Human Trafficking: A Call for Counselor Awareness and Action
Stotts, Edward L., Jr., Ramey, Luellen, Journal of Humanistic Counseling, Education and Development
The counseling profession has given little attention to human trafficking, a form of modern slavery that is one of the most damaging forms of social injustice that exists today. Focusing on victims within the United States, the authors provide advocacy suggestions, treatment recommendations, and directions for research for this population.
Social justice issues have become increasingly important to the counseling profession as counselors realize that oppression and other forms of injustice have a tremendous impact on the well-being of their clients (Arredondo, 1999; Arredondo, Rosen, Rice, Perez, & Tovar-Gamero, 2005). These issues of social justice should be particularly relevant to humanistic counselors because humanism is an ideology that has consistently emphasized the importance of human actualization (Maslow, 1968; Matson, 1971; Rogers, 1951, 1957). When persons are held down by discriminatory societal practices, and most especially when they are focused on survival, they obviously cannot fulfill their potential as human beings.
One particular form of social injustice that robs millions of people of the chance to become actualized human beings is human trafficking. Although an estimated 27 million victims of human trafficking exist throughout the world today (Bales, 2005) and 18,000 to 20,000 are trafficked into the United States alone (U.S. Department of State, 2003), counselors are largely unaware of the extent of this social justice issue. This lack of awareness is worrisome because counselors may have unrecognized human trafficking victims in their caseloads. Therefore, it is the goal of this article to provide the counselor with an overview of human trafficking and an understanding of the extent of this problem within the United States. In addition, this article aims to help counselors identify victims by describing the signs and symptoms frequently exhibited by trafficking victims. This article provides the counselor with referral resources for reporting suspected trafficking victims, information regarding the benefits available to certified victims, and other suggested actions that are needed to address this population. Treatment recommendations are discussed, and, finally, the need for studies of this population is addressed.
HUMAN TRAFFICKING DEFINED
Human trafficking involves millions of people, most of whom are female and half of whom are minors (U.S. Department of State, 2006). Described as a form of modern-day slavery (Bales & Lize, 2005), human trafficking profoundly violates the rights of its victims. Human trafficking is quickly becoming one of the fastest growing businesses of organized crime (United Nations, 2002).
Bales and Lize (2005) explained that human trafficking is a means by which people are brought into, as well as maintained in, slavery and forced labor. These authors described human trafficking as the actual process of enslavement. The Trafficking Victims Protection Act (TVPA) of 2000 contains a definition of human trafficking that is frequently used in the recent literature. This act defines human trafficking in a manner that captures its many elements and acknowledges the subtle strategies used by traffickers, including the bogus use of employment contracts and threats to harm a victim's family (U.S. Department of State, 2005). The TVPA criminalizes procuring and subjecting another human being to involuntary servitude, slavery, or forced labor and provides legal benefits and social services to victims. The act identifies two categories of human trafficking: sex trafficking and labor trafficking. Each of these categories involves the use of force, fraud, or coercion. These three conditions are described following a brief discussion of sex trafficking and labor trafficking.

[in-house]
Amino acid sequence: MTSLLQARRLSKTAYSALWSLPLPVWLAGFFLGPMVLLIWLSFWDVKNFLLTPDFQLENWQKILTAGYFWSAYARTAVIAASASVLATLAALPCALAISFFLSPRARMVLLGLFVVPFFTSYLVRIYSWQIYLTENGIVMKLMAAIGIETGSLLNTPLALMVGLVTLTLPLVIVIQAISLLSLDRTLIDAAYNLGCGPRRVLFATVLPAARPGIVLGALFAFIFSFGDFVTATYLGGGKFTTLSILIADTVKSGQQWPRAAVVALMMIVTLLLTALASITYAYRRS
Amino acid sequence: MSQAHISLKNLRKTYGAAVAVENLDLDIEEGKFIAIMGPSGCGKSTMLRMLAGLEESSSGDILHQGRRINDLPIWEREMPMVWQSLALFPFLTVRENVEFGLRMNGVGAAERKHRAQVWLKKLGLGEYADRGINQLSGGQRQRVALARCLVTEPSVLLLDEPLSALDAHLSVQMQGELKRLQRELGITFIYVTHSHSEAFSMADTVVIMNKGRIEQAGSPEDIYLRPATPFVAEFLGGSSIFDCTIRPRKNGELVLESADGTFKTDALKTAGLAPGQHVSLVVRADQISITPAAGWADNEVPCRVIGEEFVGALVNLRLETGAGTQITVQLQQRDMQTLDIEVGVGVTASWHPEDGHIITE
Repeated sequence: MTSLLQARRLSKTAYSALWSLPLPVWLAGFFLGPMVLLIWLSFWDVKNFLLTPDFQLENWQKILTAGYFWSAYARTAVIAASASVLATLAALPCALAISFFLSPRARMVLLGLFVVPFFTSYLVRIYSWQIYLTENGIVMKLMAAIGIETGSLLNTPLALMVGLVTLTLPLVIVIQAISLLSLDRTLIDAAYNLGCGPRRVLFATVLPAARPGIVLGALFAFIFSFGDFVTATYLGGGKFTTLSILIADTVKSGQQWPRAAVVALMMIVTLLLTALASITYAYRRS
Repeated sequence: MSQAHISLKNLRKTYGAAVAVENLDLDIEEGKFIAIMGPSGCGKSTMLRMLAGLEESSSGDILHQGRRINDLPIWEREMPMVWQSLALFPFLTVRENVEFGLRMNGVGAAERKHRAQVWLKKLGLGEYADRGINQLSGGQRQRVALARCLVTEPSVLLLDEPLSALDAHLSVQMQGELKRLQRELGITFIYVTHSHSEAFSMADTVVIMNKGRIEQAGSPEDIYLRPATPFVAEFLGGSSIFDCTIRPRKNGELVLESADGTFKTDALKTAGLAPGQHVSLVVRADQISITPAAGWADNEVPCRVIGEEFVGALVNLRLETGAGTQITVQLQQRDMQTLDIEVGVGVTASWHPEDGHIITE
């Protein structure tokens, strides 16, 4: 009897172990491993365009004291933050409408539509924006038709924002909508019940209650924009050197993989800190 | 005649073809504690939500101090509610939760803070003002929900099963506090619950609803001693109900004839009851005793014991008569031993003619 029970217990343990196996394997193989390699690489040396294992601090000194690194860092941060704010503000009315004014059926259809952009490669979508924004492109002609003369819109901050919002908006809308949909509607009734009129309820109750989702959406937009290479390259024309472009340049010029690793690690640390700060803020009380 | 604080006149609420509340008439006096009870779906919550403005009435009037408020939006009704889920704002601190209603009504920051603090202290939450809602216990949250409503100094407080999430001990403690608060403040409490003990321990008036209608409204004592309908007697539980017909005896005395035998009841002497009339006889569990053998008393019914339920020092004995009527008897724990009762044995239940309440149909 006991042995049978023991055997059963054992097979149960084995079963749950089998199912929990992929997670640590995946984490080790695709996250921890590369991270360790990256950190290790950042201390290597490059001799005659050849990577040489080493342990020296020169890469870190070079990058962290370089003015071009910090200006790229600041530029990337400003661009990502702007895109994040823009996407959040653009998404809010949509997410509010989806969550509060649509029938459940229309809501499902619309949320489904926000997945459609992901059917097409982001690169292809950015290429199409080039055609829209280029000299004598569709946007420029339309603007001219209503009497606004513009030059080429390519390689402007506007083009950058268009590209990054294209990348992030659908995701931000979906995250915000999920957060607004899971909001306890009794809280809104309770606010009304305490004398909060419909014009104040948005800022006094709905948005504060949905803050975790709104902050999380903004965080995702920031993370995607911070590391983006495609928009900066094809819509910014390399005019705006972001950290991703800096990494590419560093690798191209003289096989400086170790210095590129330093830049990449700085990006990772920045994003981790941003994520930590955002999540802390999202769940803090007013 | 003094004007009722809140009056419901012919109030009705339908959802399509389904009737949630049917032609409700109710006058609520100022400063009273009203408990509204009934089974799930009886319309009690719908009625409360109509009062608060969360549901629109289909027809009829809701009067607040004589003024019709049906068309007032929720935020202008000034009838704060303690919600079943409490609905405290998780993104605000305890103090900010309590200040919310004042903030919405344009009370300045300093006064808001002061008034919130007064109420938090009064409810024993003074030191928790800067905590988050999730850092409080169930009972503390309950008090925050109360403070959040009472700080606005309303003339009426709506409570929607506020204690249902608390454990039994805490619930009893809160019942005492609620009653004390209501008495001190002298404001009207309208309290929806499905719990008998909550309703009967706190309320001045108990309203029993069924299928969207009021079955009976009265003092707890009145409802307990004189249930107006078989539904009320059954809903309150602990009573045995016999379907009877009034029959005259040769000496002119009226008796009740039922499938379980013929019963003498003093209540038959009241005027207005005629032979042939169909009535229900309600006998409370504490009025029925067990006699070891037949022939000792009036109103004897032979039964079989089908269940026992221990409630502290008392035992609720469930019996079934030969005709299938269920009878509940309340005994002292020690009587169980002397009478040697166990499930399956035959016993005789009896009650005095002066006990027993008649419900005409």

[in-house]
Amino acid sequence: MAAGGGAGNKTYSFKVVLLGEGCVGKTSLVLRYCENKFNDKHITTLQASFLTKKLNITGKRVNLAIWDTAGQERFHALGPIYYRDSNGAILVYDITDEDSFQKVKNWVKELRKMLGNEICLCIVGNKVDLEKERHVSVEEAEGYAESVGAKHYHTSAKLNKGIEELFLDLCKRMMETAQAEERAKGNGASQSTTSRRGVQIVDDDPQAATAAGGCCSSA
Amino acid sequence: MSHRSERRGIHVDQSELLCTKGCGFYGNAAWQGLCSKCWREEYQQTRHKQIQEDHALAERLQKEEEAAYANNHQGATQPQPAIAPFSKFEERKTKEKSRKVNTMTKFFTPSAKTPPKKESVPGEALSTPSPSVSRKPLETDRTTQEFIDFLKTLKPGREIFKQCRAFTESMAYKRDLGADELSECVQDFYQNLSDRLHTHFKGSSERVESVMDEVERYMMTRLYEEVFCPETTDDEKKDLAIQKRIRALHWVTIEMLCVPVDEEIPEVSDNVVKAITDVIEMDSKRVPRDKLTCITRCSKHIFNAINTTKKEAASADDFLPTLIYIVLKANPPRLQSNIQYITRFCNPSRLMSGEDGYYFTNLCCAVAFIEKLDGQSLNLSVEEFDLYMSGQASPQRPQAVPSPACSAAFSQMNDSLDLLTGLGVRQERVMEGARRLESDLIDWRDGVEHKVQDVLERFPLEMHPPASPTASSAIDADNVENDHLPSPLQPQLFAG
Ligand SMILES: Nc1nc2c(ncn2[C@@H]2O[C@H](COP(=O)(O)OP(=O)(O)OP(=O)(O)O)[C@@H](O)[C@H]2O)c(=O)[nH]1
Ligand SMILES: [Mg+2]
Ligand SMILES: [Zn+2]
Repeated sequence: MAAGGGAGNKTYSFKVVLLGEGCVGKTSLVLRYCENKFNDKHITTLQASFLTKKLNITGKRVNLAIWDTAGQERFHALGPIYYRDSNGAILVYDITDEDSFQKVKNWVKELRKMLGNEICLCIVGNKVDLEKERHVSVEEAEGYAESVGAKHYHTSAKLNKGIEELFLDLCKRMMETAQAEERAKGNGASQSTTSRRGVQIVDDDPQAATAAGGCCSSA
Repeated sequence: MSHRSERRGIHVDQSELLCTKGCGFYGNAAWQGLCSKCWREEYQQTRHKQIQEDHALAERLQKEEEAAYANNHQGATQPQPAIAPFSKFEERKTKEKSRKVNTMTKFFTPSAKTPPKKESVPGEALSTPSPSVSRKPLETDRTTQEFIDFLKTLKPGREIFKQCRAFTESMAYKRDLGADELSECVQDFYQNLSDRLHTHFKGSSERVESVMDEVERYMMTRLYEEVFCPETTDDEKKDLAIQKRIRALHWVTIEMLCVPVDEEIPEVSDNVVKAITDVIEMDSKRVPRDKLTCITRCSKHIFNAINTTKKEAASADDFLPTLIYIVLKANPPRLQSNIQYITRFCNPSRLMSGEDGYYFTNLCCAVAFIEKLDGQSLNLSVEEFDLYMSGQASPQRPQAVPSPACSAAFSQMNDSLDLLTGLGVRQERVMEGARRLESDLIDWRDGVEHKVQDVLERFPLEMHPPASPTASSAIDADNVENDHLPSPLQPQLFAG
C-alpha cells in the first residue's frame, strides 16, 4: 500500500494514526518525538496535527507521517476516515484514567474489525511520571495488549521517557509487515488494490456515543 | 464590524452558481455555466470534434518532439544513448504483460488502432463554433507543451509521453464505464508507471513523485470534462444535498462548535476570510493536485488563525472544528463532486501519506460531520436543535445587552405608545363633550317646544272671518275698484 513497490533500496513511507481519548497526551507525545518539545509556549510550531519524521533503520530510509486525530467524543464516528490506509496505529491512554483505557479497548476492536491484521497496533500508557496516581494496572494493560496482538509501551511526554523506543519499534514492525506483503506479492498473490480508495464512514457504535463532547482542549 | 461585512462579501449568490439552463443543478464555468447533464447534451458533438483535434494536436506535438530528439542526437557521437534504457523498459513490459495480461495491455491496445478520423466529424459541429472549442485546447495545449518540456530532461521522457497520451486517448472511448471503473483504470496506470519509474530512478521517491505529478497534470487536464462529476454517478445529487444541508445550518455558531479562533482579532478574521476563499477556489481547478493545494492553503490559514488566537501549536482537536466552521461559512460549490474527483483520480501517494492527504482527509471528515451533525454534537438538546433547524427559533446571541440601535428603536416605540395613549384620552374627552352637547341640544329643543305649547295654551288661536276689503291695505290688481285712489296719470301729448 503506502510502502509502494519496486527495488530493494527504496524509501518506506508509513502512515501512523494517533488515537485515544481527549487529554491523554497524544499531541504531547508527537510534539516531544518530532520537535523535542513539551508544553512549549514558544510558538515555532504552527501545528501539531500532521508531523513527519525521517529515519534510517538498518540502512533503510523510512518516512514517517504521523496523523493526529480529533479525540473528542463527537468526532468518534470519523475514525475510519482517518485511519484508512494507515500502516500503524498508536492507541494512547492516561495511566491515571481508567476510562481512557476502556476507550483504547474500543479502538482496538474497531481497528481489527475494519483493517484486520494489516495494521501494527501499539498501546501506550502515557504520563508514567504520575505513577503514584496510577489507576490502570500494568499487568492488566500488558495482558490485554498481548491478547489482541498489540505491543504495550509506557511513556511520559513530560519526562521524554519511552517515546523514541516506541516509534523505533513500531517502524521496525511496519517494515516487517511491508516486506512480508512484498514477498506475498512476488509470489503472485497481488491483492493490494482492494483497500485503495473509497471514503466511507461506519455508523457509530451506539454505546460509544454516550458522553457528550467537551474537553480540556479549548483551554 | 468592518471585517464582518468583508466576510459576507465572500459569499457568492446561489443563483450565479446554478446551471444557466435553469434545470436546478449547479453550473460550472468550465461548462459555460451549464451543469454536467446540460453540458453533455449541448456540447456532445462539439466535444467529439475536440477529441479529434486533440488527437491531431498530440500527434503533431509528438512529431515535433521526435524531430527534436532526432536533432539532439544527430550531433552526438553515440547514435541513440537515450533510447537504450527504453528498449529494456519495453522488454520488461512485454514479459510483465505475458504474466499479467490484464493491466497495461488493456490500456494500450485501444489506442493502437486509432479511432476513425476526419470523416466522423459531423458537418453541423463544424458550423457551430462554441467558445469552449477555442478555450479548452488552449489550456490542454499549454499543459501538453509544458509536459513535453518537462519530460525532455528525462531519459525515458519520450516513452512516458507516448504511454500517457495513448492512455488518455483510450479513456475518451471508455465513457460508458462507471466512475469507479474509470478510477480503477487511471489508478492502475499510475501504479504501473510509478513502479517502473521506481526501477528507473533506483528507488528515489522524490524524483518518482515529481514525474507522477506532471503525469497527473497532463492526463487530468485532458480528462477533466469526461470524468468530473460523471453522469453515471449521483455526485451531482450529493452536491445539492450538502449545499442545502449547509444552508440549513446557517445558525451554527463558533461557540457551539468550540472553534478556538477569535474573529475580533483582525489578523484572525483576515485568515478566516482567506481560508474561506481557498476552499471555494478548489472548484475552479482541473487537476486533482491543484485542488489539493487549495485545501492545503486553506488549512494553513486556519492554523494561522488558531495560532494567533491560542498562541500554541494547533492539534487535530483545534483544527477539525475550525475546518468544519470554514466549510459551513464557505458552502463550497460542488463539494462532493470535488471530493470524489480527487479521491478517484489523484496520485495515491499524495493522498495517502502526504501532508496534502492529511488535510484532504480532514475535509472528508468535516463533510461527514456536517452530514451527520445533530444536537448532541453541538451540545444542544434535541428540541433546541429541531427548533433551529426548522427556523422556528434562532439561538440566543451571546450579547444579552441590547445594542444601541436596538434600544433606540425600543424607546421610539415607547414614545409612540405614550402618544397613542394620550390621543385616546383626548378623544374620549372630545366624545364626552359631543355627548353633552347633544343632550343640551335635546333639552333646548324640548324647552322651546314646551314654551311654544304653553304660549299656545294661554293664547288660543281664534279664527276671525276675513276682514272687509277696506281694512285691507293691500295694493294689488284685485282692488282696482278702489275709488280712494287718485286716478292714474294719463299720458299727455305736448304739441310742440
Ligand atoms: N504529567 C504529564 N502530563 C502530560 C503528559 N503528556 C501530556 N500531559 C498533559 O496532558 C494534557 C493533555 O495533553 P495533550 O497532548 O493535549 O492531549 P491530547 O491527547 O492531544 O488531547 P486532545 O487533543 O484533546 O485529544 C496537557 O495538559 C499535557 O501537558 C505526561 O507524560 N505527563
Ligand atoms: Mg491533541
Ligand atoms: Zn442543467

Sex trafficking involves a commercial sex act that is induced by force, fraud, or coercion or a situation in which the victim is younger than 18 years (TVPA, 2000). According to the U.S. Department of Health and Human Services (HHS; n.d.), sex trafficking operations occur in very visible situations, such as street prostitution, as well as more underground locations, such as closed brothel systems that operate out of residential homes. Sex trafficking also takes place in a variety of public and private locations, such as massage parlors, spas, strip clubs, and other fronts for prostitution. Motels, cars, or tents set up at the edge of a field worked by migrant laborers are additional venues for trafficking (Ugarte, Zarate, & Farley, 2003). Throughout the trafficking process, victims may be exposed to increasing levels of victimization and exploitation. Victims may begin as dancers in strip clubs only to later be coerced into more exploitative situations involving prostitution and pornography (HHS, n.d.). The commercial sexual exploitation of children can take many forms, including child pornography, prostitution, and the domestic and international trafficking of children for sexual purposes (Estes & Weiner, 2005). Some of the most vulnerable children within the United States might be unhappy teenage girls who want to get away from their dysfunctional families and can be lured …
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Publication information: Article title: Human Trafficking: A Call for Counselor Awareness and Action. Contributors: Stotts, Edward L., Jr. - Author, Ramey, Luellen - Author. Journal title: Journal of Humanistic Counseling, Education and Development. Volume: 48. Issue: 1 Publication date: Spring 2009. Page number: 36+. © 2007 American Counseling Association. COPYRIGHT 2009 Gale Group.
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